Using the Minnesota DNR site I managed to locate several outfitters. The choices were endless: Kayaking the St Croix River, the Mississippi River, the Zumbro River, & Lake Superior were some of the options. The one that caught my interest was an outfitter in Rustic Big Falls, Minnesota that provided several opportunities on the Big Fork River.
Big Falls is located 40 miles south of International Falls on Highway 71. The outfitter in this area is Rivers North Outfitters of Minnesota. They offer canoeing & kayaking unlike anywhere else in the world. The Big Fork River offers 166 miles of tranquil waters and picturesque forest. Although the Big Fork is often very placid, the current can be shift and powerful when the water level is high.
For the fishing fanatics, the river offers an excellent variety of opportunities. Walleye, Smallmouth Bass, & Northern Pike are some of the tastier fish in the Big Fork, and some enthusiast come specifically for “Muskie Hunting”.
The first step in the arrangements was making reservations for two kayaks and lodging the night before. Marian & I decided to go with the Little Dipper Package. The Little Dipper Package is their fishing version that starts at a boat launch just in front of the Grand Falls a Class IV rapids and ends at the Ben Lynn Landing 10 miles downriver. Note that in the case of the Big Fork River this is 10 miles north of the drop in point. The Big Fork River empties into the Rainey River.
Next was the lodging. Rivers North Outfitters has rooms available. The rooms are basically furnished 2-bedroom apartments. There is also a motel and bed & breakfast in Big Falls but I opted for a 2-bedroom apartment to complete the deal with the outfitter.
Lastly I had to decide on what species to target on the fishing trip. I decided that it would be fun to target the Smallmouth Bass and hope for the occasional Walleye. With that decided I contacted my brother to borrow some of his equipment for the trip.
We arrived the night before the trip. Checked into our room and shortly discovered that the only café in town closes at 2 PM. This was fine as both of us are very flexible and decided to travel to the coldest spot in the continental US, (International Falls) to have dinner.
The next morning it was a partly cloudy day with a temperature of 33 degrees. After breakfast (about 10 AM & still 33 degrees) we met with Bob our shuttle guy. We got to the drop-off point and he provided some instruction concerning the kayaks, about the possibilities of wildlife sighting, and how to find Sturgeon River Landing for lunch. He also stated that he thought we were crazy to go out and that he would mark the Ben Lynn Landing as it might be difficult to see from the river side. He asked us about what our activities were going to be so that he could calculate the arrival time. He figured that we should arrive at the pick-up point at 3 PM. His thought was that it is better for him to be early and not us. We waved our good-byes and proceeded on the fishing adventure.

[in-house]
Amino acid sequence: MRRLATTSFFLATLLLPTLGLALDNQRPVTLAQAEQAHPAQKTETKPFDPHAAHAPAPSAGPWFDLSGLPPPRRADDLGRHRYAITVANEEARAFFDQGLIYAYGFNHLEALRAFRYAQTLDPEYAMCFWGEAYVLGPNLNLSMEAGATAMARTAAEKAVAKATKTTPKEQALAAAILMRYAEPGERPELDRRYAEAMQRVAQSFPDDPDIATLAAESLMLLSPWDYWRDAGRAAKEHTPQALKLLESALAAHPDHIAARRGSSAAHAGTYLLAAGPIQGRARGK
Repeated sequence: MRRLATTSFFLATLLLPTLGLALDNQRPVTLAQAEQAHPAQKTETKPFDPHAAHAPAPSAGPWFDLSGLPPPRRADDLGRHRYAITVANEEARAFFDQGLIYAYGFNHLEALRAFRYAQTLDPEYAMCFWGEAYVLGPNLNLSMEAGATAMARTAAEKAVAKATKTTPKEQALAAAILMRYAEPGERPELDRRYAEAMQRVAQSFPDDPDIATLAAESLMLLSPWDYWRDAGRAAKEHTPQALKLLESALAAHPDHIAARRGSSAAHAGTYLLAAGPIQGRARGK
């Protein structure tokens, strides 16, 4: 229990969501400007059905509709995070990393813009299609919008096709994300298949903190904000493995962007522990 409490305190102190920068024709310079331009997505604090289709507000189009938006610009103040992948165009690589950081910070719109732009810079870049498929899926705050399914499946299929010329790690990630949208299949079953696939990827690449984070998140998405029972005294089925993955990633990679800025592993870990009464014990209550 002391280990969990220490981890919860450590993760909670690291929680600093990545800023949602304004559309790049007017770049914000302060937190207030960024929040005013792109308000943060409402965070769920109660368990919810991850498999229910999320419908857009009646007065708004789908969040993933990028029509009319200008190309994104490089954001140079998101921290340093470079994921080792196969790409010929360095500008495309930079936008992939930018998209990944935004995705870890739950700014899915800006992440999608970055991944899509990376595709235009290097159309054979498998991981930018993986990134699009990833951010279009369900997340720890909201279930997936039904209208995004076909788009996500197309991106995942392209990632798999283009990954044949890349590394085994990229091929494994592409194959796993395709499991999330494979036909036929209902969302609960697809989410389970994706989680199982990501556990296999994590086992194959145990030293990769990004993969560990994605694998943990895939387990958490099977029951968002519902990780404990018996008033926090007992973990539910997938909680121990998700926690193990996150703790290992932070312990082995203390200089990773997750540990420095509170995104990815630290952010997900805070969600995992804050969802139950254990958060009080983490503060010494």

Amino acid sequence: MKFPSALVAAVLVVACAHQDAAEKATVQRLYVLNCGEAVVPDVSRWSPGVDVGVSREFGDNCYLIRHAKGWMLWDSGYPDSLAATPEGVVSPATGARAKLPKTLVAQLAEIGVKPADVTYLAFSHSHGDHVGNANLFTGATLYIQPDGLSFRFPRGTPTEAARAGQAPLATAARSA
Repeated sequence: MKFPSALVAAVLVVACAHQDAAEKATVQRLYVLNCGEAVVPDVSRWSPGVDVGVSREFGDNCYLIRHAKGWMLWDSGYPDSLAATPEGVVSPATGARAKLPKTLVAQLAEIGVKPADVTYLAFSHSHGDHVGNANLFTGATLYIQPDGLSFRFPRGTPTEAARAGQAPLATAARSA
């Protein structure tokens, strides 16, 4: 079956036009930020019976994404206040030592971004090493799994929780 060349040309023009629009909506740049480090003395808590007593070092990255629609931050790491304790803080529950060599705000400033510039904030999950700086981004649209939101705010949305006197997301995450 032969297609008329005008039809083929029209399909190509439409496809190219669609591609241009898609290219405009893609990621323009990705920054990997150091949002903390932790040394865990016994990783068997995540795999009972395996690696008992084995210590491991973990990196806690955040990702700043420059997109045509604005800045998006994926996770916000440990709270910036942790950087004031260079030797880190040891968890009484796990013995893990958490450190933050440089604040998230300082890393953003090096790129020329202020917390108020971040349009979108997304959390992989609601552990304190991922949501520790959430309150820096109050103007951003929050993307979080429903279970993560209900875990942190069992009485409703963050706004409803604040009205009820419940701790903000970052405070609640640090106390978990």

Fishing was very slow but relaxing. About 30 minutes into the float, I had a small (roughly 36 – 40 inches) Muskie attacked my Pumpkin Seed Curly Tail Gulp. There was not much of a fight as the ten pound line was no match for this monster. So I retied another jig head and threaded another gulp on the hook; hoping that I will get a hook-up on my targeted specie the Smallmouth Bass.
About another 1 hour passed by and I noticed some weird type of splashing going on near the far bank. Marian was in that area so I motioned for her to check it out. She got really excited about the sighting. She reported that there were three river otters playing around. We sat there watching them play. They were making a snorting sound. We were not too sure if they were playing with us or warning us to leave. After a while they got bored and left the area or went to their den.
When we got to Sturgeon River Landing we still did not have much action on the Smallies or any other fish. So we pulled into the landing and had a nice picnic. Marian checked the temperature and it was about 34 degrees. After about a 30 minute break we decided to continue with the trip and try to catch anything. By 4 PM we made the pick-up point and had not managed to catch any fish. But we do have great memories of a Fall Kayak Trip on the Big Fork River during which record lows were set.
About the Author: Darrell Olson is an avid Hunter / Fisherman. While living in England he was recognized as the 1981 Master Angler from the Rod & Gun Clubs of Europe. He has just recently taken up Kayak Fishing as a hobby.